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Data confidence: The MedInsight® differentiator

September 4th, 2014

By Javier Sanabria

Milliman’s MedInsight Data Confidence Model offers advanced business intelligence methodologies to help healthcare entities benchmark healthcare costs and quality. This short video explains how the model produces high quality data integration and accuracy.

To learn more about MedInsight, click here.

Healthcare Intelligence ,

Regulatory roundup

September 2nd, 2014

By Employee Benefit Research Group

More healthcare-related regulatory news for plan sponsors, including links to detailed information.

IRS issues draft forms, instructions for ACA employer mandate
The Internal Revenue Service (IRS) released draft forms and instructions for employers on how to comply with the reporting requirements under the Patient Protection and Affordable Care Act’s (ACA) employer mandate. The IRS released drafts of the following forms and instructions:

Draft Form 1095-A, Health Insurance Marketplace Statement
Draft Form 1095-B, Health Coverage
Draft Form 1095-C, Employer Provided Health Insurance Offer and Coverage

Instructions for Form 1095-A, Health Insurance Marketplace Statement
Instructions for Form 1094-B and 1095-B
Instructions for Form 1094-C and 1095-C

IRS issues notice and request for comments on ACA employer mandate draft forms
The IRS filed a notice and request for comments on Forms 1095-A, Forms 1094-A and-B, and Forms 1095-A and B. Comments are due 60 days after publication in the Federal Register. Publication is scheduled for September 2, 2014.

IRS updates website concerning unreasonable assumptions in actuarial certifications
The IRS has updated its webpage pertaining to unreasonable assumptions in actuarial certifications for post-retirement medical benefits. For more information, click here.

Benefit news ,

Take a look inside MedInsight®

August 28th, 2014

By Javier Sanabria

Milliman MedInsight is a leading analytic platform in the healthcare industry. This short video highlights the platform’s portfolio of solutions and services for data warehousing and healthcare analytics. See why so many organizations have chosen MedInsight for their decision support and business intelligence needs.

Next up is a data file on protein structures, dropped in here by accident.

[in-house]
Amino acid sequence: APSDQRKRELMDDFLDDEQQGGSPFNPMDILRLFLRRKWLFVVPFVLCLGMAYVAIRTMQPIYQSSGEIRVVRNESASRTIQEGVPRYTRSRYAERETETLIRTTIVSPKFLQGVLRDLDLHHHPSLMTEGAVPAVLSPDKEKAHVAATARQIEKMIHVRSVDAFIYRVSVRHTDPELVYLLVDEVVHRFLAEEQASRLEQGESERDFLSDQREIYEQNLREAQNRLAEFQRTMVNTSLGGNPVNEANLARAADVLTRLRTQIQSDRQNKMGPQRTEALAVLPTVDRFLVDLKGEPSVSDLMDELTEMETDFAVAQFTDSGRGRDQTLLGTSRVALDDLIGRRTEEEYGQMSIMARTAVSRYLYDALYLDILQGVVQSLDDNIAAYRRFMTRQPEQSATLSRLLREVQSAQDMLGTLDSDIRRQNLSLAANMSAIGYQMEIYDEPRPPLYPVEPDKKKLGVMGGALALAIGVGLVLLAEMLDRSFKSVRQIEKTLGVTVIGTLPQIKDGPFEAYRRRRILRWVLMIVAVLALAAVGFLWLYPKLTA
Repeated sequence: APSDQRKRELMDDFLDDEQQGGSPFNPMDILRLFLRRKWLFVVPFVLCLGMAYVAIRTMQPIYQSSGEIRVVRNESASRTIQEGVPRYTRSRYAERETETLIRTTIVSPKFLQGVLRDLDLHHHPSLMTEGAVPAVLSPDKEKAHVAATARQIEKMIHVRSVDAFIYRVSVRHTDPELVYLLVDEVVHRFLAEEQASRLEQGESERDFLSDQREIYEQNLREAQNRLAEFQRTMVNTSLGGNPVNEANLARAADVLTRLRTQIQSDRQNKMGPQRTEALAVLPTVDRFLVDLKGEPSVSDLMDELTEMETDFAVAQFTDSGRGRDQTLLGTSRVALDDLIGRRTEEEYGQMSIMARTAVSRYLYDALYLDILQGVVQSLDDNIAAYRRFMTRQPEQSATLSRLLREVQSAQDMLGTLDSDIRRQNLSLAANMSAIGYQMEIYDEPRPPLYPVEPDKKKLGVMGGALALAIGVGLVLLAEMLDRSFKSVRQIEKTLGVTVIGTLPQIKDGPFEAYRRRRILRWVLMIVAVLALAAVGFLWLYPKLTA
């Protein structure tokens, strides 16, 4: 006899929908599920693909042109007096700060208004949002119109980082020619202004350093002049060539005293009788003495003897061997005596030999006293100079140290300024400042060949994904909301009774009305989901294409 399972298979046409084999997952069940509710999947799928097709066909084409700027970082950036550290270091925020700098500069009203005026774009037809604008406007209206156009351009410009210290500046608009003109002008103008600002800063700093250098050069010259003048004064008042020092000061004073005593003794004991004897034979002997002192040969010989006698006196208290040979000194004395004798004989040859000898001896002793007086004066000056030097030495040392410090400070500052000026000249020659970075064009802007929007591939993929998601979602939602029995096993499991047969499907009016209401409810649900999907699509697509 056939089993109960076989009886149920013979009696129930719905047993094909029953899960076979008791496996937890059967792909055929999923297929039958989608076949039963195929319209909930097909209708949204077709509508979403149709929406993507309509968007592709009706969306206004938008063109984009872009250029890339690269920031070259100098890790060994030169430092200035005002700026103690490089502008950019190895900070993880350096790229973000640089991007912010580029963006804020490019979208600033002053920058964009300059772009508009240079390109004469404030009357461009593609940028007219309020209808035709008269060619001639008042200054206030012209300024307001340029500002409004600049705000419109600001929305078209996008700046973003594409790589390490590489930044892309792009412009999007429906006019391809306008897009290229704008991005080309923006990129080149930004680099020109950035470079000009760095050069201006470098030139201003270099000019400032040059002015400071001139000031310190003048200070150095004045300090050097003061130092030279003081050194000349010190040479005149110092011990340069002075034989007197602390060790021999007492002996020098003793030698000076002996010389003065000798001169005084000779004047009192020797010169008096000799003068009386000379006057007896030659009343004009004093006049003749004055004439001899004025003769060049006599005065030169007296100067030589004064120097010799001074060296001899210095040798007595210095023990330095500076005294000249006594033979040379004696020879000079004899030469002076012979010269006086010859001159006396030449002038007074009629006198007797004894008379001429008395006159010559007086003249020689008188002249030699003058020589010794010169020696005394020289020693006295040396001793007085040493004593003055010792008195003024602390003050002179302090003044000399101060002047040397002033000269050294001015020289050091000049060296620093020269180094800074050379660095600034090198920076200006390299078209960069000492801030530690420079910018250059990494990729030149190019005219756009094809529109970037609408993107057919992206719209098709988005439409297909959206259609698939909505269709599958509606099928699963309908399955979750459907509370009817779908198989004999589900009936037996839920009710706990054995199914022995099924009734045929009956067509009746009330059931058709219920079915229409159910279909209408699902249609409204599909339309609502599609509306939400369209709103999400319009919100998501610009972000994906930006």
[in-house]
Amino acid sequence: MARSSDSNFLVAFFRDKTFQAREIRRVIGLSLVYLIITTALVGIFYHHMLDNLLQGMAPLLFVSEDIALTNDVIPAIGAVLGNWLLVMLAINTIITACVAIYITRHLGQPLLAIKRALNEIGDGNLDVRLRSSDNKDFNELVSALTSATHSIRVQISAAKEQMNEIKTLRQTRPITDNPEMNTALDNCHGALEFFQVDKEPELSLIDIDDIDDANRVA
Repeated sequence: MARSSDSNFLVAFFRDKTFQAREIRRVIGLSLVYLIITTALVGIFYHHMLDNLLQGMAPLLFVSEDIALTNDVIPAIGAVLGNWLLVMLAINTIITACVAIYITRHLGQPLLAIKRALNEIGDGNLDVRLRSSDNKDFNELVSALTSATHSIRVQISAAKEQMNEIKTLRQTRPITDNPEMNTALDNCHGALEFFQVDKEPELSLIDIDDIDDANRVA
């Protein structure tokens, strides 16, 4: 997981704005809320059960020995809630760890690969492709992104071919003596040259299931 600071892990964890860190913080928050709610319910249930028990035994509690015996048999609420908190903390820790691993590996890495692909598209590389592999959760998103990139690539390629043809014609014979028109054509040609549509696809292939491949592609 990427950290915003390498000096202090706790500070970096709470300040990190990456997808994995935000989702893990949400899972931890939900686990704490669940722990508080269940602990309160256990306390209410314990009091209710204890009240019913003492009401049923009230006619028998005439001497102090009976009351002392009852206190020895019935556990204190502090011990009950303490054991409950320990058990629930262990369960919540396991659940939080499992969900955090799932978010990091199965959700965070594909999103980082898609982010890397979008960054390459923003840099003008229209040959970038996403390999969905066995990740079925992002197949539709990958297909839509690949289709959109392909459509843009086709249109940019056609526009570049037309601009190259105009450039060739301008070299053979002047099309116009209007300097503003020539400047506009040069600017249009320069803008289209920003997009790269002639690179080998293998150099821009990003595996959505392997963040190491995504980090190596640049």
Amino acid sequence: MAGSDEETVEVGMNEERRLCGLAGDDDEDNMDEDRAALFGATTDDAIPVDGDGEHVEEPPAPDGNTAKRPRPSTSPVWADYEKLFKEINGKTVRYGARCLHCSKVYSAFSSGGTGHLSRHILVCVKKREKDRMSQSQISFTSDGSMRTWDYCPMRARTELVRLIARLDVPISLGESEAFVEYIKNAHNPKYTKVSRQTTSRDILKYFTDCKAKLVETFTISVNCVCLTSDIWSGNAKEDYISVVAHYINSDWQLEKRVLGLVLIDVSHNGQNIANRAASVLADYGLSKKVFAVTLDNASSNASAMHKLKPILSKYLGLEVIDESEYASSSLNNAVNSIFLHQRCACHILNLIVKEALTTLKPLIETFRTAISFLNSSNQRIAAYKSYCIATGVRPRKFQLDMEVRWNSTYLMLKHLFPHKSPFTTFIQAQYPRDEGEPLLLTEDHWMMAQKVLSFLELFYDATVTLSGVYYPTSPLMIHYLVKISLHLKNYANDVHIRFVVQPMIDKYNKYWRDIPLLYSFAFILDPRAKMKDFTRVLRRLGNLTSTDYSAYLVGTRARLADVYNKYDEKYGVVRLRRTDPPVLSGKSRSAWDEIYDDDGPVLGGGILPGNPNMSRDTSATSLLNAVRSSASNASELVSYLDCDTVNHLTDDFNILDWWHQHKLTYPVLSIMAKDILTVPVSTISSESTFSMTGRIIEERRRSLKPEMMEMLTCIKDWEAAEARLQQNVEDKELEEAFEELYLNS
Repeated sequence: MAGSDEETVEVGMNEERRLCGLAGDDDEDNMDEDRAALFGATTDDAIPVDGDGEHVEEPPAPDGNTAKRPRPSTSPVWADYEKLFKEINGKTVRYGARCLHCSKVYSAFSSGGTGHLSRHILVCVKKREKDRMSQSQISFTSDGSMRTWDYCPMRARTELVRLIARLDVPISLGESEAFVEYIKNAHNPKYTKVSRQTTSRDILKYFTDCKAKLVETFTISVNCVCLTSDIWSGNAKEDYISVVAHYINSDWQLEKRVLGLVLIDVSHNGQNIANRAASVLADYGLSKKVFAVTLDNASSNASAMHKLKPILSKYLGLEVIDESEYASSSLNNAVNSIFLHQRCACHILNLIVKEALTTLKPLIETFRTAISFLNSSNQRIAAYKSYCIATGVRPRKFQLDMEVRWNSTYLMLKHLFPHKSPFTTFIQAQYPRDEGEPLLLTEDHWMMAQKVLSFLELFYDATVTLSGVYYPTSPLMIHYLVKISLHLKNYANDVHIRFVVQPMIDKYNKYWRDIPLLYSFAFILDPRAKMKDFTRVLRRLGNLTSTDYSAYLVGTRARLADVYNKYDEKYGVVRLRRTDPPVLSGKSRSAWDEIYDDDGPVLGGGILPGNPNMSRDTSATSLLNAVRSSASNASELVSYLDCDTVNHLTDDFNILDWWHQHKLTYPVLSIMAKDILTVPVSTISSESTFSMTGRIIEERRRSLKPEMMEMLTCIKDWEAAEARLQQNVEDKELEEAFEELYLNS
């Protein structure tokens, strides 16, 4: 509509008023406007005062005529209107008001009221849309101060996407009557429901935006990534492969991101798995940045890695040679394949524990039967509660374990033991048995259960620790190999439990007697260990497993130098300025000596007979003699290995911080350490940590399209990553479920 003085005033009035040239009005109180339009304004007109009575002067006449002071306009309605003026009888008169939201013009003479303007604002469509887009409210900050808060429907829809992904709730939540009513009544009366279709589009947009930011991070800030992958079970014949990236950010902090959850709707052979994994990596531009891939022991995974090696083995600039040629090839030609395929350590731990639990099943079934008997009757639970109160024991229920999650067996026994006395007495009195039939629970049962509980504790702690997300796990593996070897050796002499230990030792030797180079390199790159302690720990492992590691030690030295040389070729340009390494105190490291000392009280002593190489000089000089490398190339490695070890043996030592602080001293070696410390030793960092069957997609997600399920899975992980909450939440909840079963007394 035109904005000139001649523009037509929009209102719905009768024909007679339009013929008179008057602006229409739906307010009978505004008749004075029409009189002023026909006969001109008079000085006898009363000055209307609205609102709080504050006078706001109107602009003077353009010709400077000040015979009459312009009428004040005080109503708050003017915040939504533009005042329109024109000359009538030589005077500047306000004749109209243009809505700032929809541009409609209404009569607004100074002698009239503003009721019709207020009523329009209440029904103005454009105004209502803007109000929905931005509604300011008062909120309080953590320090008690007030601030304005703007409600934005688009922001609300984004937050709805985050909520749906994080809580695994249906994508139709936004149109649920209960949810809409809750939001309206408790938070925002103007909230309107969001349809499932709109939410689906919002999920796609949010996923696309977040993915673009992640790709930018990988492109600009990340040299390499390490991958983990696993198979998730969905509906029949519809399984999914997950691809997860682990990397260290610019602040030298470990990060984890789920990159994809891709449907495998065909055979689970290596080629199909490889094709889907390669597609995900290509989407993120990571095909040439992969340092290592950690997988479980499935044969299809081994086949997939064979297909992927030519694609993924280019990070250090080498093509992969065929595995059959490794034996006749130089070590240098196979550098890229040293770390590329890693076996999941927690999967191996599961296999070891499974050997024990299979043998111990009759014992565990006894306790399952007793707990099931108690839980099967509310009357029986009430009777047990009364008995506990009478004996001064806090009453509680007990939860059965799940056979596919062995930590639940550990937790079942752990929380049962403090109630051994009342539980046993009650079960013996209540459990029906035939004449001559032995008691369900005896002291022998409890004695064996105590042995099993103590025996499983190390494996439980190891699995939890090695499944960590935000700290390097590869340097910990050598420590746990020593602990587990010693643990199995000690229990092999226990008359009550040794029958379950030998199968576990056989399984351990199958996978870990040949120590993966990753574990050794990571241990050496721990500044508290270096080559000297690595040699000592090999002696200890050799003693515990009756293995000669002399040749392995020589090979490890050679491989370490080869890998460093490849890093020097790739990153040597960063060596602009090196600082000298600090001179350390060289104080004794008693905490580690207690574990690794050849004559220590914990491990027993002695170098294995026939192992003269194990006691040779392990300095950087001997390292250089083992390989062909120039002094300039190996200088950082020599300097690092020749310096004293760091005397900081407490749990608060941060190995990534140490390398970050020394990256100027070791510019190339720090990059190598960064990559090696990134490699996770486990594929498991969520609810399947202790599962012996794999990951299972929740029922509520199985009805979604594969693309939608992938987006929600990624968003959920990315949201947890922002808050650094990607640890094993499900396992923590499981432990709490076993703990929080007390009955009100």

Healthcare Intelligence ,

Regulatory roundup

August 25th, 2014

By Employee Benefit Research Group

More healthcare-related regulatory news for plan sponsors, including links to detailed information.

Bureau of Labor Statistics issues annual health and retirement plan provisions survey
The Bureau of Labor Statistics has issued the National Compensation Survey: Health and retirement plan provisions in private industry in the United States, 2013. The National Compensation Survey (NCS) provides comprehensive measures of compensation cost trends, the incidence of benefits, and detailed benefit provisions. This bulletin presents estimates of the detailed provisions of employer-provided health and retirement plans in private industry in 2013.

To read the entire survey, click here.

Benefit news ,

Do not overlook the value of claims auditing

August 20th, 2014

By David Cusick and Brian Anderson

When seeking ways to keep expenses under control, healthcare plan sponsors may overlook the value of claims auditing. Auditing fees may not be inconsequential, but the fact is that an accurate audit including both pharmacy and medical claims has the potential to pay back the investment many times over.

The more members a plan has enrolled and the more complex the plan’s benefit setup, the more likely a plan is to have a greater amount of claims payment errors. Every plan will have claims paid in error. It is often tempting simply to assume claims have been paid with a certain degree of accuracy, and then move on without verifying whether the assumption is correct. Nevertheless, there will always be instances of duplicate billing, wrong or missing discounts and rebates, mistakes in member eligibility, incorrect plan setup, or other problems.

Regular audits of medical and pharmacy claims can find these discrepancies, leading to the recovery of overpayments. Even more importantly, audits can identify problems in the way a plan is set up and point the way to eradicating inaccuracies, reducing cost, and preventing waste in the future. Auditing can give plan sponsors vital information for revising and improving contracts with third-party administrators and pharmacy benefit managers, which can lead to significant reductions in costs.

Many engagements begin with auditing one plan year, and then extend to multiple plan years based on the results of the first audit. Some plans have implemented processes that include monthly oversight reporting, which provides ongoing auditing and trend metrics. The monthly reporting is set up as an online service so that the reports can be automatically emailed to the health plans and accessed via an encrypted web portal.

Auditing is applicable to all types of healthcare plans, including self-insured plans, Medicaid, Medicare, Taft-Hartley funds, and commercial plans. In our opinion, any organization that is at risk for paying medical or pharmacy claims must consider the value of claims auditing.